Review: Prisma for iOS

One thing is sure when it comes to the iOS App Store, and that is the fact that there is no shortage of photo-editing apps. The competition in this particular segment of the App Store is stronger than ever, making developers push even harder to create uniquely designed apps. As you are about to see, Prisma is one of those apps.

The term “iPhoneography” appeared sometimes after the iPhone 4 launched. If you are a long-term iOS user, you are well-aware by what kind of revolution in photography this smartphone brought. Ever since the iPhone 4, Apple has continued to greatly improve the camera specs on the iPhone, which brings up to the current generation. In case you own the iPhone 6s Plus, there is no reason to go out and buy a standalone digital camera. As we reported earlier, it seems like a dual-lens camera system is coming with this year’s iPhone model, which only signalizes Apple’s commitment to smartphone photography. 

Having a capable smartphone with a decent camera is as important as having a quality photo editor. The iOS App Store offers a wide range of serious photo editors, where some of them can be compared with desktop-grade solutions. Even though none of these apps will replace Photoshop, it is always fun to play around with different filters. In case you are a big fan of filters, continue reading to learn more about Prisma.

 

UI Design and Performance

 

Prisma comes with a very barebones interface, which is very user-friendly and easy to use. Even though most photo editors decide to go with dark backgrounds, Prisma features lots of white all over the screen. The thin and light icons go well with the overall iOS aesthetics, and they are easily recognizable.

Prisma scr1

 

 

The app is incredibly easy to use, even if this is the first time you deal with a photo editor. You can take a new picture or import an existing one, and you’ll be immediately greeted with a nicely designed interface that brings over 30 preloaded filters. Simply tap on them to try out different styles, and adjust their opacity.

When it comes to performance, I have to say that Prisma seemed a bit slow at times, even though I tested it on my iPhone 6s. Users of older iPhone can expect to wait about 5 seconds for each filter to load, which is actually understandable considering how “heavy” they are. Other than that, I haven’t encountered a single performance issue and the app ran fine.

 

Tools & Features

 

As mentioned before, you have two ways to get an image into the app. You can snap a new photo within the app or import one from your Photo Library. However, Prisma turns everything into a 1:1 square crop, which means that you can’t import the full portrait or landscape images. Still, there are some workarounds for this problem, but they require you to do some photo editing. For example, you can add white backgrounds, but this will lower your photo’s resolution in the long-run.

If you decide to snap a new photo with Prisma, you will have the square viewfinder in the top half of the screen, where you can toggle the flash and switch between the two cameras. If you need to change any settings, just tap on the cog icons. I sincerely hope that developers will implement some changes to overcome the square format.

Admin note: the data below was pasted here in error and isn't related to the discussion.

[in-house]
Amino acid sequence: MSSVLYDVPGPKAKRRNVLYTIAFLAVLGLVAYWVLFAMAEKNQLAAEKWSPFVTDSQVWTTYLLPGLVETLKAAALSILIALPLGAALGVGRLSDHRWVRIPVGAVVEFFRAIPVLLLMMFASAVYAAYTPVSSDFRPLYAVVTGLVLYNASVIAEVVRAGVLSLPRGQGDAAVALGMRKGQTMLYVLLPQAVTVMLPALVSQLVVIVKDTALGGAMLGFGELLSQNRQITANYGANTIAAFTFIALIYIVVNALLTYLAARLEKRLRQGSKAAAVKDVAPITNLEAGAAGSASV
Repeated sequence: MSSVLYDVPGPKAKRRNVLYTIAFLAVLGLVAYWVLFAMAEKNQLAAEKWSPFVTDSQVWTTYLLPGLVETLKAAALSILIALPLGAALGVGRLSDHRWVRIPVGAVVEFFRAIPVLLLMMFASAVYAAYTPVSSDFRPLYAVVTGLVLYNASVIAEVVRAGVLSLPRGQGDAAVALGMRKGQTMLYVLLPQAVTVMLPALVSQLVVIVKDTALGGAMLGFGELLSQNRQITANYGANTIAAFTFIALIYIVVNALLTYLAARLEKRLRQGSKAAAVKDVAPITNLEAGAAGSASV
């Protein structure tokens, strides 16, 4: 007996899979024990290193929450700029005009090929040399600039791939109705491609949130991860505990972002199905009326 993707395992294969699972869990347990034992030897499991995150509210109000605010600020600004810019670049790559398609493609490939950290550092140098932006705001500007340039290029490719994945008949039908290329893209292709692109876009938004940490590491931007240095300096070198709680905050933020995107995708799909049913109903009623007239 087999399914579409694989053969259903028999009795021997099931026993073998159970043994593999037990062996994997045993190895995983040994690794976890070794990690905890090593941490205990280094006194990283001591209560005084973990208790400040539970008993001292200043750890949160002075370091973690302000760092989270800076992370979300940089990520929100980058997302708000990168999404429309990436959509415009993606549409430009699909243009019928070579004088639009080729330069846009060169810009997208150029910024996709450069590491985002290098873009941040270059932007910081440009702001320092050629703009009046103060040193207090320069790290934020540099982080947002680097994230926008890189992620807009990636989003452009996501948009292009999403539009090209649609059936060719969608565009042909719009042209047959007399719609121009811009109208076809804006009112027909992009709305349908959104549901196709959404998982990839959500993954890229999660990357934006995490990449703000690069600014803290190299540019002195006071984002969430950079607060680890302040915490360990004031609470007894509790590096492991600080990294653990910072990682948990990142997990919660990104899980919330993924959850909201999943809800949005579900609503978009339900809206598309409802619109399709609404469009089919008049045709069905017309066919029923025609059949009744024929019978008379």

Prisma scr2

Once you’re happy with your image, this is when the fun starts. Prisma has about 30 filters, which come completely free of charge. Trust me when I say that these filters are unique. They are designed to transform your photos into paintings inspired by Picasso, Van Gogh, Munk, and other famous painters. The filter ribbon at the bottom half of the screen will allow you check the name and get a sample of the original artwork, so you can easily get an idea of what to expect.

Once you decide to preload a filter, just tap on it. Prisma will take a couple of seconds to load everything up, where some filters might take a few seconds more. However, once it is rendered, the app will remember the previous renderings so you don’t have to wait around for it again.

 

Sharing and Exporting

 

Once you’re happy with your picture, you can share it. This can be done by tapping on the appropriate buttons for Instagram and Facebook, from where sharing can be done using only one tap. In case you’d like to save it or share it to some other social networks, you can tap on the “Share” button to bring up the Share Sheet.

When it comes to exporting, this is the only aspect of Prisma that I didn’t like. If you want to generate a high-resolution file that can be printed out, you will see that you’re limited by the small file size of the export. In other words, Prisma-created images can only be shared on social networks, and that is just about it.

Prisma Featured

 

In addition, I would like to say that Prisma will put a watermark onto your image – but this can be disabled, without any cost. It seems like users are unaware of this feature, but you can remove the watermark. While on the viewfinder screen, you can find the cog icon. This is where you can choose to save original photos, to save artwork each time you apply a new filter, as well as to remove the watermark.

 

Conclusion

 

This is one of the trending apps at the moment and it’s easy to see why millions of iOS users decided to try it out. Prisma is a very simple app, but with one killer feature. In case you are looking to transform your photos and selfies into works of art, this is a good way to do that.

I strongly recommend checking out Prisma at the iOS App Store and downloading it onto your device.